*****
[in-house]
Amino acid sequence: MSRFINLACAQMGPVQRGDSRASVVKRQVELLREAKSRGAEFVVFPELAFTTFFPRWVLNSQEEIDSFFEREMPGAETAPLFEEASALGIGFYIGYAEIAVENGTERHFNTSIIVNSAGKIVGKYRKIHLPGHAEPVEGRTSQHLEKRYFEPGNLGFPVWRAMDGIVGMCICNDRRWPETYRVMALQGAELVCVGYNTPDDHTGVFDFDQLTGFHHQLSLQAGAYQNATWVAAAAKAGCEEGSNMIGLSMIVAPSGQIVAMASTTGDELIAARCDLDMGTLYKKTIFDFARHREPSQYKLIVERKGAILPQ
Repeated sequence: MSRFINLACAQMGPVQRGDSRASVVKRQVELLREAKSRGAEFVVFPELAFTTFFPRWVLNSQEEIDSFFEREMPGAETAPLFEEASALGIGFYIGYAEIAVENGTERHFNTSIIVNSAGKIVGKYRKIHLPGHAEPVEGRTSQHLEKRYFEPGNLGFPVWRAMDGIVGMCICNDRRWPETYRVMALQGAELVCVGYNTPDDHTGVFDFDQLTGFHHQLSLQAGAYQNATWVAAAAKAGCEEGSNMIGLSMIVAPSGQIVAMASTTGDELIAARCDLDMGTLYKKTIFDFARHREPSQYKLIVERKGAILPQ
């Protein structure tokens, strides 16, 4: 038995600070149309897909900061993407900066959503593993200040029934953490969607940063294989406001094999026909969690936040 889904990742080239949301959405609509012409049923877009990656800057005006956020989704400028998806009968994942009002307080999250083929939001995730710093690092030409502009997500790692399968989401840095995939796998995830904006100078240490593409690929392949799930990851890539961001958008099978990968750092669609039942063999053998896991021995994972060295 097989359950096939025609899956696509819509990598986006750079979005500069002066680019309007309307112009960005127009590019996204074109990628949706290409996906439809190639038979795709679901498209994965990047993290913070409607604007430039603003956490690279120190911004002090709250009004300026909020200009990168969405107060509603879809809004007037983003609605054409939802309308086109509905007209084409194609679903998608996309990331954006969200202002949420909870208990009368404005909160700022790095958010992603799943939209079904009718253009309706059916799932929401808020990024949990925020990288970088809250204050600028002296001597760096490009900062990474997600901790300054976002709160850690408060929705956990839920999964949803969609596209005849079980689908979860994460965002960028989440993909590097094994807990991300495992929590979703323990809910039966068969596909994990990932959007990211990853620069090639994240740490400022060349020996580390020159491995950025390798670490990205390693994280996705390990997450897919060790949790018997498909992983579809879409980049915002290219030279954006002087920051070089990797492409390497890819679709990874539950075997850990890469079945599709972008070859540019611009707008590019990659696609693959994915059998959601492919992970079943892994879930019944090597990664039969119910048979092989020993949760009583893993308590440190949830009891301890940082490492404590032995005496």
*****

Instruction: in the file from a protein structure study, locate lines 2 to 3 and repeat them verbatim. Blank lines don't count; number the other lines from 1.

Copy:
Amino acid sequence: MSRFINLACAQMGPVQRGDSRASVVKRQVELLREAKSRGAEFVVFPELAFTTFFPRWVLNSQEEIDSFFEREMPGAETAPLFEEASALGIGFYIGYAEIAVENGTERHFNTSIIVNSAGKIVGKYRKIHLPGHAEPVEGRTSQHLEKRYFEPGNLGFPVWRAMDGIVGMCICNDRRWPETYRVMALQGAELVCVGYNTPDDHTGVFDFDQLTGFHHQLSLQAGAYQNATWVAAAAKAGCEEGSNMIGLSMIVAPSGQIVAMASTTGDELIAARCDLDMGTLYKKTIFDFARHREPSQYKLIVERKGAILPQ
Repeated sequence: MSRFINLACAQMGPVQRGDSRASVVKRQVELLREAKSRGAEFVVFPELAFTTFFPRWVLNSQEEIDSFFEREMPGAETAPLFEEASALGIGFYIGYAEIAVENGTERHFNTSIIVNSAGKIVGKYRKIHLPGHAEPVEGRTSQHLEKRYFEPGNLGFPVWRAMDGIVGMCICNDRRWPETYRVMALQGAELVCVGYNTPDDHTGVFDFDQLTGFHHQLSLQAGAYQNATWVAAAAKAGCEEGSNMIGLSMIVAPSGQIVAMASTTGDELIAARCDLDMGTLYKKTIFDFARHREPSQYKLIVERKGAILPQ